• Salim Alvi

    Urdu means Turki army tent. It’s the language of slavery of natives. It need to be banned. English at present language of Science. Sanskrit can be language for storing structured knowledge and also a programming language.Recommend

  • Tergon18

    Why are Indians so obsessed with Pakistan? Recommend

  • Tergon18

    What native slaves are you talking about? Sanskrit isnt even spoken India.Recommend

  • Tergon18

    Punjab has the highest literacy rate in PakistanRecommend

  • Tergon18

    Punjabi is more older and has a more rich history than Urdu.Recommend

  • jay

    better than an image of Bilawal Bhutto.Recommend

  • Rohan

    We won you lost.PeriodRecommend

  • Abdullah Ahmad

    Im punjabi myself. Im not as narrow minded as you, fortunately.

    One question, only one. Give me a practical reason to learn urdu.Recommend

  • Abdullah Ahmad

    I only quoted jinnah to show that others thought that we needed unity.

    We dont adopt mandarin, becuase its not practical.

    Punjabi is useless, because it is impractical. Every 100 km has their own way of speaking.

    We dont call each other by numbers because it is impractical.

    One should only be made to learn the languages that are directly useful/relevant to his life , and should leave all these bullshit languages that have no objective use to old books and language studies classes in universities.

    BTW this is coming from a punjabi, i was born in the punjab with a purely punjabi heritage.And i can see the need for the old to die and the new to come in.Recommend

  • Bibloo

    Don’t parrot and ape others ‘comments’. See if you can be original.Recommend

  • Salim Alvi

    Patwari ji this is narration of Bangladeshi and not of Hindu Indian. https://youtu.be/NKHd6eZ4TLQRecommend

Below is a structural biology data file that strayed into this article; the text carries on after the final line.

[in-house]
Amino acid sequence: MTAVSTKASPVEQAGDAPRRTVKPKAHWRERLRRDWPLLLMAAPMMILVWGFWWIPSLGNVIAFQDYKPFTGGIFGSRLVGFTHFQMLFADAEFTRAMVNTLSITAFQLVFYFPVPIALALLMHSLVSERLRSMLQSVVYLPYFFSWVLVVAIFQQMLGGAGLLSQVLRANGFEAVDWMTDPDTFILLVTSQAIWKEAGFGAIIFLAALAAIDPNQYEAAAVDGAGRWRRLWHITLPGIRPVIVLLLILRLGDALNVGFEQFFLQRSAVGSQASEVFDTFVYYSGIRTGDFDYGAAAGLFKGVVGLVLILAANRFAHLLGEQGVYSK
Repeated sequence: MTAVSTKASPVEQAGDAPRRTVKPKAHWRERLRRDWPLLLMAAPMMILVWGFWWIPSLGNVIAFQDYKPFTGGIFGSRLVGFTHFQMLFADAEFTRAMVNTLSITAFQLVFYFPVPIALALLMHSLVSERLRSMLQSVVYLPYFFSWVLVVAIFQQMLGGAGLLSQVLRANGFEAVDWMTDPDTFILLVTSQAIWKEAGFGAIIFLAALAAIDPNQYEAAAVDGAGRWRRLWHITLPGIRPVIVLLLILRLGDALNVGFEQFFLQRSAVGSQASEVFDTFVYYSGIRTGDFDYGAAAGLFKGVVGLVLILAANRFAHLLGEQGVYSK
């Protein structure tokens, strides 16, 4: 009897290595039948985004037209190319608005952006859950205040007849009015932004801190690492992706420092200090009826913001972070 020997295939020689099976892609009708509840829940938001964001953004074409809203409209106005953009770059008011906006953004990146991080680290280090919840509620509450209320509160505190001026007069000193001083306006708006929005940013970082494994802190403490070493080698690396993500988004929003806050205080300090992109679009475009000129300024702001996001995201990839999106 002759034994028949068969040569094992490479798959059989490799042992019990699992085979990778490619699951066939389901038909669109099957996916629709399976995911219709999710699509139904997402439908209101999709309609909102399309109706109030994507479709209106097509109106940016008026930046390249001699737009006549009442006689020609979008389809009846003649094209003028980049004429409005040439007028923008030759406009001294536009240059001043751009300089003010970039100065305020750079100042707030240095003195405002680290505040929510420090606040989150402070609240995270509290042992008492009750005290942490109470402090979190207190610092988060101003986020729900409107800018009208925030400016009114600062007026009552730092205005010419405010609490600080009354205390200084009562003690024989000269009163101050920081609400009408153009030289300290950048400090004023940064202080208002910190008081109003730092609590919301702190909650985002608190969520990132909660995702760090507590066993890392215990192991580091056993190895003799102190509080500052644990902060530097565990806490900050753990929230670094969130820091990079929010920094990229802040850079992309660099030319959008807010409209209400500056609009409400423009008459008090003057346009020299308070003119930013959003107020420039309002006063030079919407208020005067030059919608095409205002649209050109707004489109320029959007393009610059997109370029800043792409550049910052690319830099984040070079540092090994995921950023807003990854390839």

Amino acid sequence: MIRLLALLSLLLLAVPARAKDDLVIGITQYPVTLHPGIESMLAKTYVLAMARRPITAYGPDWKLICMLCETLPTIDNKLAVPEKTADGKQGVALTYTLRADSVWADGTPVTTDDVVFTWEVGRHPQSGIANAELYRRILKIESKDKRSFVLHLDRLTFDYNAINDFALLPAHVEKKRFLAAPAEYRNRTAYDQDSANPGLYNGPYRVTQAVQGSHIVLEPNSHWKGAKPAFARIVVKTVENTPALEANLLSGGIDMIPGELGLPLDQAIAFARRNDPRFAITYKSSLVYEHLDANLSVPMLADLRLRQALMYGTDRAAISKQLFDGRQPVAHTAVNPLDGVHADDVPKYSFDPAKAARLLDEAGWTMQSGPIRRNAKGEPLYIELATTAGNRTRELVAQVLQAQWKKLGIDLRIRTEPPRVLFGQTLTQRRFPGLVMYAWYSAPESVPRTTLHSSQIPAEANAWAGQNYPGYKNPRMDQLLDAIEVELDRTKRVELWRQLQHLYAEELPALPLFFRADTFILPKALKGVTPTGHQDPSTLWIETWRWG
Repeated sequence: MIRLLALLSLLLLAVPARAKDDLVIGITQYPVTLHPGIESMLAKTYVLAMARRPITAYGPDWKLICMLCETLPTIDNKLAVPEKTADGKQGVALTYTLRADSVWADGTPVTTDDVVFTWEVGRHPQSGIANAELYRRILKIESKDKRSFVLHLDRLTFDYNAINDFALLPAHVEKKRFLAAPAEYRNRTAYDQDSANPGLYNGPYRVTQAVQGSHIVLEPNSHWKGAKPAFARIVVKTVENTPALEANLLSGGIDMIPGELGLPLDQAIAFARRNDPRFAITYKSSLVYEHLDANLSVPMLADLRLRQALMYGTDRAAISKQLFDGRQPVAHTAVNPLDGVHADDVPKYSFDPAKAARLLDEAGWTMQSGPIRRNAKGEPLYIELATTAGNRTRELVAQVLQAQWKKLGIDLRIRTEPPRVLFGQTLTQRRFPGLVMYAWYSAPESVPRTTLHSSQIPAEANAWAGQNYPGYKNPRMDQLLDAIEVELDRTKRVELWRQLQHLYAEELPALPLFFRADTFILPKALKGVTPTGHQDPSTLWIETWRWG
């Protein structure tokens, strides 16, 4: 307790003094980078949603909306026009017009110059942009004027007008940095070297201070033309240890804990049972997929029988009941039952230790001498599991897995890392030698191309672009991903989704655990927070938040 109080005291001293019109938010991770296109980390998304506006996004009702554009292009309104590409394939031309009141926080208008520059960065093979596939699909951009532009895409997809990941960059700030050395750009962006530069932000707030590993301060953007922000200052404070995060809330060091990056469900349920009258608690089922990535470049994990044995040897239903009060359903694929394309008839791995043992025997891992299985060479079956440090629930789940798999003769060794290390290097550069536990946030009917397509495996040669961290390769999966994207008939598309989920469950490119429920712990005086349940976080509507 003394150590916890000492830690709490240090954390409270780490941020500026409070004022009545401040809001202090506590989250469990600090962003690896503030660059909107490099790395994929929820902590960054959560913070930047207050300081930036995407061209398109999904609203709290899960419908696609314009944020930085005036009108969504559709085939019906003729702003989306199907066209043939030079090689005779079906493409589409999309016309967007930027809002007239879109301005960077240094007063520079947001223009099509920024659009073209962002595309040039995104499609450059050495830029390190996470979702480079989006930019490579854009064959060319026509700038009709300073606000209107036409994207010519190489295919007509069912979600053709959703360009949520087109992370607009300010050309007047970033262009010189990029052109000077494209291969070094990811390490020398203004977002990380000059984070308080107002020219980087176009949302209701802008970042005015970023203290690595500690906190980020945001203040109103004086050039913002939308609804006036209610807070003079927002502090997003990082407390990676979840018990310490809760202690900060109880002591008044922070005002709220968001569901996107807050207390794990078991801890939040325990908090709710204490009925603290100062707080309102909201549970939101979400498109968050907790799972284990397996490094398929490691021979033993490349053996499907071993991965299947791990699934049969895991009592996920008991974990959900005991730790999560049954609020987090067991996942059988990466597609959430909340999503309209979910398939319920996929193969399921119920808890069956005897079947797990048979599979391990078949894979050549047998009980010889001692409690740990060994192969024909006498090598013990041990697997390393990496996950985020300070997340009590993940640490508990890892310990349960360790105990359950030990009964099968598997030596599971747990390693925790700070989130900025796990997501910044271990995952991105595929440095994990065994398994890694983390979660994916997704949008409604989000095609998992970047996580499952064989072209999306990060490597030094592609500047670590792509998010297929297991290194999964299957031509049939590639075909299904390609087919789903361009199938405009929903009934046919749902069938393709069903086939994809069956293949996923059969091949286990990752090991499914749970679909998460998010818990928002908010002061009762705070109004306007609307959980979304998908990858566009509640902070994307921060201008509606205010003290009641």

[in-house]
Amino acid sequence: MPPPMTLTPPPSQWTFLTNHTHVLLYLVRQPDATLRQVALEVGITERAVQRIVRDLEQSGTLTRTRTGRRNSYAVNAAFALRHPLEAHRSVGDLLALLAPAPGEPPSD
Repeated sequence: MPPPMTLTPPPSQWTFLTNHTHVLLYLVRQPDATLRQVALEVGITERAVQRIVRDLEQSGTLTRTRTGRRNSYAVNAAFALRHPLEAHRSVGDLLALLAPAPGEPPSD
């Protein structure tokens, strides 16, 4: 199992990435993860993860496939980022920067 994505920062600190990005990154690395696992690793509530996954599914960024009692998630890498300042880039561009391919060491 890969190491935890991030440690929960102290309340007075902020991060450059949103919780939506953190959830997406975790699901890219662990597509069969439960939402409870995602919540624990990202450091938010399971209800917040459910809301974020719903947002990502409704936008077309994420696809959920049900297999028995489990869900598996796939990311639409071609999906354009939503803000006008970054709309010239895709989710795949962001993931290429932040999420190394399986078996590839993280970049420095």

• Rohan

    India only mobilized 6,000 soldiers who made 93,000 soldiers who were Punjabi or pashtun surrender
    Pakistan got Kashmir before the war began hence UN resolutions ask you to ‘ENTIRELY’ vacate occupied KashmirRecommend

  • Rohan

    Gurumukhi came much before shahmukhi, the latter was mobilized through mughals and was given importance due to ideological reasons after 47Recommend

  • Rohan

    Gurumukhi is a derivative of Sanskrit like Urdu and some other Urdu.Shahmukhi is an artificial creation like PakistanRecommend

  • Rohan

    It’s called Indian sub continent and Indian civilization for some reason and that’s why Punjabi Muslims pretend to be Arabs to disassociate themselves from it.
    Plus 90 million Punjabis have more in common with Indian Punjabis,jatts and Sikhs who form a chunk of the northern population plus sindhi Muslims have a alot in common with sindhi Hindus though they are less in number here and muhajirs are basically Pakistanized Indians so Pakistan has more in common with India
    Creating an artificial country based on a hateful 2 nation theory which was proven to be false in 1971 doesn’t make you very different. You weren’t born in Arabia and it isn’t a British conspiracy to draw Pakistan near IndiaRecommend

  • Rohan

    When pakistan was created, the country’s diverse inhabitants had little in the way of a common identity that might bind them together. Indeed, even the very idea of Pakistan—which emerged in the 1930s, as some Indian Muslims began their quest for a separate homeland—had a relatively short history. Pakistan’s politicians have struggled with this lack of a common identity and principles ever since. As early as 1956 Hans Morgenthau presciently noted, “Pakistan is not a nation and hardly a state. It has no justification in history, ethnic origin, language, civilization, or the consciousness of those who make up its population … Thus it is hard to see how anything but a miracle, or else a revival of religious fanaticism, will assure Pakistan’s future.Recommend

  • Rohan

    Mohen jodarro was an indigenous civilization, trying to portray yourself as European is another result of an identity crises which Pakistanis have so that their silly 2 nation theory is justified
    Karachi had a slim Muslim majority and around 45% Hindus and it was Hindu majority till the mass murdering bin qasim arrived so stop portraying yourself as European because you’re another packi with an identity crises trying to escape the Indian pastRecommend

  • Tergon18

    Can you argue with facts and logic? Nowhere has he mentioned Moenjodaro. He has only listed historical empires and kingdoms that Pakistan (Indus Region) was part of. If you had ever read history you would know of these empires. And the genetic make-up of Pakistanis can be viewed on the Harappa DNA Project (it is available online), which shows them having different blood than Indians (other than 3% Punjabis and 8%Muhajirs). Nowhere has he claimed that Pakistanis are European either.Recommend